We have covered the demise of bees before - each scientist comes up with some vaguely plausible answer that hits the news with a splash before the next "solution" comes along.
Flowers Are Losing Their Smell [ABCnews]
Air pollution is killing the smell of flowers, possibly eliminating the "scent trail" that helps guide those terribly important pollinators, like bees, to the plants that depend upon them for survival, scientists believe.
While it is still too soon to determine the full impact of air pollution on the symbiotic relationship between insects and the flowers they pollinate, researchers at the University of Virginia are confident they have shown that pollutants are killing the scent trail, and that could turn out to be extremely significant.
Before the industrial revolution, the trail extended at least half a mile from the flower, but today at that distance "it's almost completely destroyed," said Quinn McFrederick, a doctoral candidate in biology at the university and lead author of a study that in the current issue of the journal Atmospheric Environment.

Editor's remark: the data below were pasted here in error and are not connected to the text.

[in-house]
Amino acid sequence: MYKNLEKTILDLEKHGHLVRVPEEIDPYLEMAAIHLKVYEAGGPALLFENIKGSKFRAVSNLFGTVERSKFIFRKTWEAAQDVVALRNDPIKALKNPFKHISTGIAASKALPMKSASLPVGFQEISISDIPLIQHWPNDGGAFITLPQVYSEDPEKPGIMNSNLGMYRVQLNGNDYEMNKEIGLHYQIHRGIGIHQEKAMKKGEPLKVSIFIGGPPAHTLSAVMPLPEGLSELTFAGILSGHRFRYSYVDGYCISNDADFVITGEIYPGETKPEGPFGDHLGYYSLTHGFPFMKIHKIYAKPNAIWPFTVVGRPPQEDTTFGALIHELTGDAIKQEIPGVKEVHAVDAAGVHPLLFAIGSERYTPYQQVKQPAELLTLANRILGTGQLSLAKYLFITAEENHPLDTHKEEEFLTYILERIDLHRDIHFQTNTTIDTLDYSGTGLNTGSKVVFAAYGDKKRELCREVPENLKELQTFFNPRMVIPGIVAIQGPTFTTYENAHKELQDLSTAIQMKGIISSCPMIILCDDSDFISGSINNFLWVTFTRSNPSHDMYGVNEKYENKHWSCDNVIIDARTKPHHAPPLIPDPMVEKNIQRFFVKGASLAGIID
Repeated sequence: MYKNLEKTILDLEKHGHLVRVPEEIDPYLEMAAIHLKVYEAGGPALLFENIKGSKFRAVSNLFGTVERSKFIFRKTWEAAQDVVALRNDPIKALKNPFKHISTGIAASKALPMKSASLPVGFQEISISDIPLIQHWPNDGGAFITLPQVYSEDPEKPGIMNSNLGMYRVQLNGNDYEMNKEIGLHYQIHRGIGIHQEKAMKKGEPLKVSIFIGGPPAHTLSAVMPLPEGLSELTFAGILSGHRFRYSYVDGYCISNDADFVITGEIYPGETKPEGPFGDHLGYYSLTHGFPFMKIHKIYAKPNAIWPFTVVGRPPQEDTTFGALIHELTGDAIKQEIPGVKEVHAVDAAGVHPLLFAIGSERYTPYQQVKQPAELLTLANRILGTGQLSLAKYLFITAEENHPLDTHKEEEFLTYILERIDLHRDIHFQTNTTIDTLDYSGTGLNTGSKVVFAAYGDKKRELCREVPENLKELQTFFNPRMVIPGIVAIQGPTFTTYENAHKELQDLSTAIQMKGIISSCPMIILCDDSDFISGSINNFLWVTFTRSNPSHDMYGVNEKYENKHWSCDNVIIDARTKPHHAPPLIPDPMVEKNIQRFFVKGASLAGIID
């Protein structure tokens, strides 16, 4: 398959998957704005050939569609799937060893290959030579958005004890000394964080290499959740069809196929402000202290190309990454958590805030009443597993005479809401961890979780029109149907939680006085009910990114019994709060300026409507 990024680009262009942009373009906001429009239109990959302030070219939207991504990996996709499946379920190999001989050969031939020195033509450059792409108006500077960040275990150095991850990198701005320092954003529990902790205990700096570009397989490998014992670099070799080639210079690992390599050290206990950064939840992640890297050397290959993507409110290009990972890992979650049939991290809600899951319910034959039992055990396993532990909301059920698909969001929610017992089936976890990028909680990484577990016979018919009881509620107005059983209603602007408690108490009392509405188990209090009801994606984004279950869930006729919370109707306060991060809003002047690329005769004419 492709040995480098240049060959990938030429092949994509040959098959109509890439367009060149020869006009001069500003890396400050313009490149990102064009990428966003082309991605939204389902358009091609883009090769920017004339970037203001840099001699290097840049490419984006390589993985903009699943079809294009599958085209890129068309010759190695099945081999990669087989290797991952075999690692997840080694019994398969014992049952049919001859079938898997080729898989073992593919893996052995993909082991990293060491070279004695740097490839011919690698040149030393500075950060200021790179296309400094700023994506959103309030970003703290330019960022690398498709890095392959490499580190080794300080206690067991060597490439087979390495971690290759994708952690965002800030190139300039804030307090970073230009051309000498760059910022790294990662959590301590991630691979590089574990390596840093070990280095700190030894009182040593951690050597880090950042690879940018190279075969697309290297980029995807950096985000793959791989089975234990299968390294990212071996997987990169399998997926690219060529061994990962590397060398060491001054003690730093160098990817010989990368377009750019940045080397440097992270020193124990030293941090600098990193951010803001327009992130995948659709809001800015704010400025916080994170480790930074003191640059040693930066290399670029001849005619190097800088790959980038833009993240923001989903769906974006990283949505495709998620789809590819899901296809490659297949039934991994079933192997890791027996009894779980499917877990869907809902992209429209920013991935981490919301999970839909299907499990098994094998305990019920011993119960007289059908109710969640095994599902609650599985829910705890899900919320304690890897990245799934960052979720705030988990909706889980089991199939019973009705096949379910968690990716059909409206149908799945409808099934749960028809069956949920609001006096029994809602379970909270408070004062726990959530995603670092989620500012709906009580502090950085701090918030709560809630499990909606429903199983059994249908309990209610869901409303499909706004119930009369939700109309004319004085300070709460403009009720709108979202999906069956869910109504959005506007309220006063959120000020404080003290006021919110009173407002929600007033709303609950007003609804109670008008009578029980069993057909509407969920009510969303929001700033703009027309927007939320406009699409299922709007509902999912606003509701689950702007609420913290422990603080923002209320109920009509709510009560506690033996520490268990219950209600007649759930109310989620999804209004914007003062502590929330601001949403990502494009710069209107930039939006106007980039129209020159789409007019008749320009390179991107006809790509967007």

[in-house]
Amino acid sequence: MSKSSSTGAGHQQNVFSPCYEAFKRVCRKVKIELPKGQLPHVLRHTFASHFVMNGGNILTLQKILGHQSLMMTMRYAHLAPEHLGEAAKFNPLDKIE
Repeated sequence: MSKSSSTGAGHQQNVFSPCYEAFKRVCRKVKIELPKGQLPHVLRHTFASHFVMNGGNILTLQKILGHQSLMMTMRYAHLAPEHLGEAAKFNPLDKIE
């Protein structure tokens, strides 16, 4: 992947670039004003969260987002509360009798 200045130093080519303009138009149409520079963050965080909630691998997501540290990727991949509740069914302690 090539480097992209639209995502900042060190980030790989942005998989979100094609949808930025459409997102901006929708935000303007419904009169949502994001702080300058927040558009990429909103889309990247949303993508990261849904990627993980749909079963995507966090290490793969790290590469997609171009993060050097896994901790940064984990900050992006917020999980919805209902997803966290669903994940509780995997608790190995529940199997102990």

At least a little economics speak sneaks into the article towards the end of this 3 page piece.
"In Britain, pollinator species that were relatively rare in the past have tended to become rarer still, while the commoner species have become even more plentiful," Stuart Roberts of the University of Reading said at the time. "Even in insects, the rich get richer and the poor get poorer."
Does this statement hold up in court? Has GDP per capita converged or diverged over time and across all countries?